One explanation for the escalation by Isaias Afwerki is that it is directed at the United States and particularly its ambassador to the UN, John Bolton, who is reputed to be a man of little patience for the infinite patience of the UN. The optimists may argue that this strategy of escalation will bear fruit and result in the UN/US putting its full weight behind the EEBC ruling. But it is equally likely, if not more so, thatBolton will come to understand the limits of the US Big Stick, and there is precedence for this:
The last US ambassador who enjoyed the reputation of Bolton for being blunt, straight-shooting and results-oriented was Richard Holbrook.But when he and his team (the entire Security Council) visited Eritrea and Ethiopia to avert certain war in May 2002 and they were told “no!” by both Eritrean and Ethiopian leaders, the diplomats returned empty-handed.
John Bolton’s boss, the Secretary of State, issued a statement through a spokesman, Adam Ereli, which urged both nations to peacefully accept the legally binding boundary commission’s report that granted the disputed town of Badme to Eritrea. The State Department is also calling on the Eritrean and Ethiopian governments to hold talks on resolving their disagreements.
In other words, more of the same. Not surprising, given that the Isaias regime, as recently as yesterday, blamed the State Department for the violence in Addis Abeba, Ethiopia.
III. Genuine Notification of War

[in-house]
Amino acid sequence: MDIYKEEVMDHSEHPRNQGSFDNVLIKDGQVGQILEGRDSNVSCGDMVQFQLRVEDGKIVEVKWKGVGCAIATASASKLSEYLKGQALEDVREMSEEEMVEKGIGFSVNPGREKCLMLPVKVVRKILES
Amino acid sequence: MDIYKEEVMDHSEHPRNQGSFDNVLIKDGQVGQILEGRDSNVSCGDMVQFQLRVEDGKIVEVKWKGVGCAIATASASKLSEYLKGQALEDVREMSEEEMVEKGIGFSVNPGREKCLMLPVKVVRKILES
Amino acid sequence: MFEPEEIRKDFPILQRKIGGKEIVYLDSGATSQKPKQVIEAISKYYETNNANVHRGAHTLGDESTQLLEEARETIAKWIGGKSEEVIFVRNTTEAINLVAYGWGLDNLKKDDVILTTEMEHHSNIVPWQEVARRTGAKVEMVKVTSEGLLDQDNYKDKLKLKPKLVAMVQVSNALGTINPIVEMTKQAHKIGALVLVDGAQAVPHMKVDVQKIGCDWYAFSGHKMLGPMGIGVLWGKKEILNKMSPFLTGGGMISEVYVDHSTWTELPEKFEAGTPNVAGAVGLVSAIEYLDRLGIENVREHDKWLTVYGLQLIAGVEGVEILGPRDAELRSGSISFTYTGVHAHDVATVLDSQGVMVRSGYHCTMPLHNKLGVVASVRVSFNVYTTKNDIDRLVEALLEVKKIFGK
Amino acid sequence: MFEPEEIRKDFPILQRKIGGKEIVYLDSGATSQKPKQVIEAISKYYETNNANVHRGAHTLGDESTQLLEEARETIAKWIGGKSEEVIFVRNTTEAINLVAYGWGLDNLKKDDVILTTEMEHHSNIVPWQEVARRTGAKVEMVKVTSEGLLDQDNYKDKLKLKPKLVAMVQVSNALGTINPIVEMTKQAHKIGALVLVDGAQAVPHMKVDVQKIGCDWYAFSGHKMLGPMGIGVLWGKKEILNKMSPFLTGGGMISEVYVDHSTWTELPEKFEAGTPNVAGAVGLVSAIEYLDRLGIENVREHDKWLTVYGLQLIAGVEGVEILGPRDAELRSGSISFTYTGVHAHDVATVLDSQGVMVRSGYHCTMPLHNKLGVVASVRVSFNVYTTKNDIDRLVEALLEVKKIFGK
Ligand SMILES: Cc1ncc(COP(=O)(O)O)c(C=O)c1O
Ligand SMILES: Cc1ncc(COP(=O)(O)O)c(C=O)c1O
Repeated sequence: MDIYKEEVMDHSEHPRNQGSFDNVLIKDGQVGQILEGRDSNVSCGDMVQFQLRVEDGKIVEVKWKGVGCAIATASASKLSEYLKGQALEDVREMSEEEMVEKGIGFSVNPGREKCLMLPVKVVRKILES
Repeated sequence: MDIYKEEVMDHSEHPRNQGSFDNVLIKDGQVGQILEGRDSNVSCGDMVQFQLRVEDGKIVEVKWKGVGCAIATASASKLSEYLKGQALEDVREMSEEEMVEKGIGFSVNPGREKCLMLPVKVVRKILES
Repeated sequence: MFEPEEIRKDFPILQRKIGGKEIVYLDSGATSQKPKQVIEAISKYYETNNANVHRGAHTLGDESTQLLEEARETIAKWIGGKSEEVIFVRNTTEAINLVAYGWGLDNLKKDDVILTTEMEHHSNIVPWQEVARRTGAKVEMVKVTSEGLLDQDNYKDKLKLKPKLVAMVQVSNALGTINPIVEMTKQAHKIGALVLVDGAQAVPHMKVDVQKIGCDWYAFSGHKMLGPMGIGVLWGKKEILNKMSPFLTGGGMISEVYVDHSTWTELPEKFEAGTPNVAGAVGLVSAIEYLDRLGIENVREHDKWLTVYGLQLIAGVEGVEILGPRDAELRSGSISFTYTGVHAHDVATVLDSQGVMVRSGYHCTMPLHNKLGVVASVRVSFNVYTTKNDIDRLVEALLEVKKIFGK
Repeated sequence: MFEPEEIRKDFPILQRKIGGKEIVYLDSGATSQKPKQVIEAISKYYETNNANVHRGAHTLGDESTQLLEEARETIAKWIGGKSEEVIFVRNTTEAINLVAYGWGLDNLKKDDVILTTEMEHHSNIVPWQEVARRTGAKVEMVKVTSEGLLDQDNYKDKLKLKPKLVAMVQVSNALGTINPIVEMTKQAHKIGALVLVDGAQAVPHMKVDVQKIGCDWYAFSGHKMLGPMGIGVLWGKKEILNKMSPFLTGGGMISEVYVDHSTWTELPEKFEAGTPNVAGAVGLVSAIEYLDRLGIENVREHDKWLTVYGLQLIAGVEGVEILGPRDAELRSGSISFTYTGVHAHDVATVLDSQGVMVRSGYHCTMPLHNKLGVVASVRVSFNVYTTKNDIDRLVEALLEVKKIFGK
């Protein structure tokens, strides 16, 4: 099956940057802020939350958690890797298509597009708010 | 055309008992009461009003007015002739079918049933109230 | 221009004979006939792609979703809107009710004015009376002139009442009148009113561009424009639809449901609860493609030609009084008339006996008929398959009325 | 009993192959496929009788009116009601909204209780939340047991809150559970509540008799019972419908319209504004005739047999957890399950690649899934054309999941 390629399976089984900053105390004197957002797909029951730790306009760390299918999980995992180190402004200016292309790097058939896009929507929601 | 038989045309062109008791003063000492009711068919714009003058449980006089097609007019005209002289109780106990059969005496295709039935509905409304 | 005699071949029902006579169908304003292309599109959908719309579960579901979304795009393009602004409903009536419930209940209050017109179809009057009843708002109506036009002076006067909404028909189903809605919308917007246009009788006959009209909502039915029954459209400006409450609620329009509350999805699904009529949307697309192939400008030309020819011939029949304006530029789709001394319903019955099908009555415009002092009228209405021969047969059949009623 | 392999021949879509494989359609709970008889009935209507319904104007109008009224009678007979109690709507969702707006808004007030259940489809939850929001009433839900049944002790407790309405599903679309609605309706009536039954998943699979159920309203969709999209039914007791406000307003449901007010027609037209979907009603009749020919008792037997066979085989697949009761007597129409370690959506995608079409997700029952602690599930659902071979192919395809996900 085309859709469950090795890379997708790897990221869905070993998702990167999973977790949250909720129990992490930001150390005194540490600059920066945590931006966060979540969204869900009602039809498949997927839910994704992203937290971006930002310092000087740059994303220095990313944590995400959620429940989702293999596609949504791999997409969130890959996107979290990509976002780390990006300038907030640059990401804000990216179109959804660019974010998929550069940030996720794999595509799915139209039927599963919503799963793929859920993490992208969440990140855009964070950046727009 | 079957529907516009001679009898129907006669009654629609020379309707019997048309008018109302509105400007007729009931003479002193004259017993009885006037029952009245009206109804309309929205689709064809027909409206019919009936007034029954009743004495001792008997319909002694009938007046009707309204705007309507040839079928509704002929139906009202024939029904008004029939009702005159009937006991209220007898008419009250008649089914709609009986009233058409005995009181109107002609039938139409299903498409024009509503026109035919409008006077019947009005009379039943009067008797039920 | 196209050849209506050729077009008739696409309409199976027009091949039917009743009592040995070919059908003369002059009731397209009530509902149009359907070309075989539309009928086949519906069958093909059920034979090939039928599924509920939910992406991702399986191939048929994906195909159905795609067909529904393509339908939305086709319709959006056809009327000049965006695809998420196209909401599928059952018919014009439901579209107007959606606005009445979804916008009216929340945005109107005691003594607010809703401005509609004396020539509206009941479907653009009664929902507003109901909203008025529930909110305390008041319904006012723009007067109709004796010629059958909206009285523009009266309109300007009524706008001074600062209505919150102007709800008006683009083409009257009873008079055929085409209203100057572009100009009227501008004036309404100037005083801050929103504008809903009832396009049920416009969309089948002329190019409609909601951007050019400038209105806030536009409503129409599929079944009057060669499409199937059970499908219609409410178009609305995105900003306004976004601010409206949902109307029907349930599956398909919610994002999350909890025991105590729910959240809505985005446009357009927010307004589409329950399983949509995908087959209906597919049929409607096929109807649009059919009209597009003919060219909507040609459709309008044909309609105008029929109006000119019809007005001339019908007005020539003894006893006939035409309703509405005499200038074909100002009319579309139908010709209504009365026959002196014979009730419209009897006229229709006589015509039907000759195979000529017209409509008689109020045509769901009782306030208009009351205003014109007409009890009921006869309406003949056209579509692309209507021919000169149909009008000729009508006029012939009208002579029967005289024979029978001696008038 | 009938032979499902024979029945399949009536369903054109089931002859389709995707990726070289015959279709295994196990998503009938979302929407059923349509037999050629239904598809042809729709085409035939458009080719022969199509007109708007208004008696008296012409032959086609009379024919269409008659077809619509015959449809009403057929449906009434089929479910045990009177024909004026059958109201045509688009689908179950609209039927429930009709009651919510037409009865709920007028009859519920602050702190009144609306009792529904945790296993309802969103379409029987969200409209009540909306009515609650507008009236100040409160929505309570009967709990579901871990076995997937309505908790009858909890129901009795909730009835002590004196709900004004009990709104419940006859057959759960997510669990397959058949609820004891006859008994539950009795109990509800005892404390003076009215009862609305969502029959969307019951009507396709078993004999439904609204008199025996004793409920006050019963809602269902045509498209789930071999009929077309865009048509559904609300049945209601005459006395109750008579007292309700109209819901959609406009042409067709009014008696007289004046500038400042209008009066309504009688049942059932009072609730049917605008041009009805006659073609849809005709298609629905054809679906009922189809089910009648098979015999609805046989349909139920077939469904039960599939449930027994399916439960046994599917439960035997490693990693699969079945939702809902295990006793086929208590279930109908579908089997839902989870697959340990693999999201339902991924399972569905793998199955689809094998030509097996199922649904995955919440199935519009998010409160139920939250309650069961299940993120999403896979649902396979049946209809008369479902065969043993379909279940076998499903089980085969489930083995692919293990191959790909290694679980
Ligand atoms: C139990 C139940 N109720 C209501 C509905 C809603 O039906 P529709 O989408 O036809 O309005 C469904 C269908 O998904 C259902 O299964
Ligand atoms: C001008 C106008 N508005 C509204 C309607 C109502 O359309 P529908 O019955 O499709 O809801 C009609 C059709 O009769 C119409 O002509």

The third possibility is that this is, as Isaias explained in a subsequent letter, not posturing but actual notice that Eritrea is about to take measures, including military, to reclaim land awarded to it by international law.
There is enough evidence to make the argument that this is the case, if one were so inclined. It is a fact, as reported by Gedab News in summer, that he had presented a “seminar” telling his flock that war is imminent. It is also a fact that the Ethiopian government is going through a political crisis that may create a “perfect storm”: an emboldened opposition refusing to settle for half-a-loaf of bread and pursuing a policy of destabilization as well as a donor nation group that has demoted Meles Zenawi from his African saint status. This may have convinced Isaias that this is the right time to strike—start something and wait for the Ethiopian opposition to finish it. Moreover, in an attempt to avert a common criticism from the 1998-2000 war (that Isaias plunged the country to war without advising anyone), he has presented a “white paper” to his council of ministers which, among other things, argues for war. Don’t complain later that you were not advised, seems to be the strategy.
The objective of this war would not be to conduct a frontal attack and reclaim Badme—because PFDJ knows that it is one thing to liberate land quite another to hold on to it–but to create so much instability and chaos in Ethiopia that Meles Zenawi would have no choice but to sue for peace, the price of which would include a return of the occupied territories.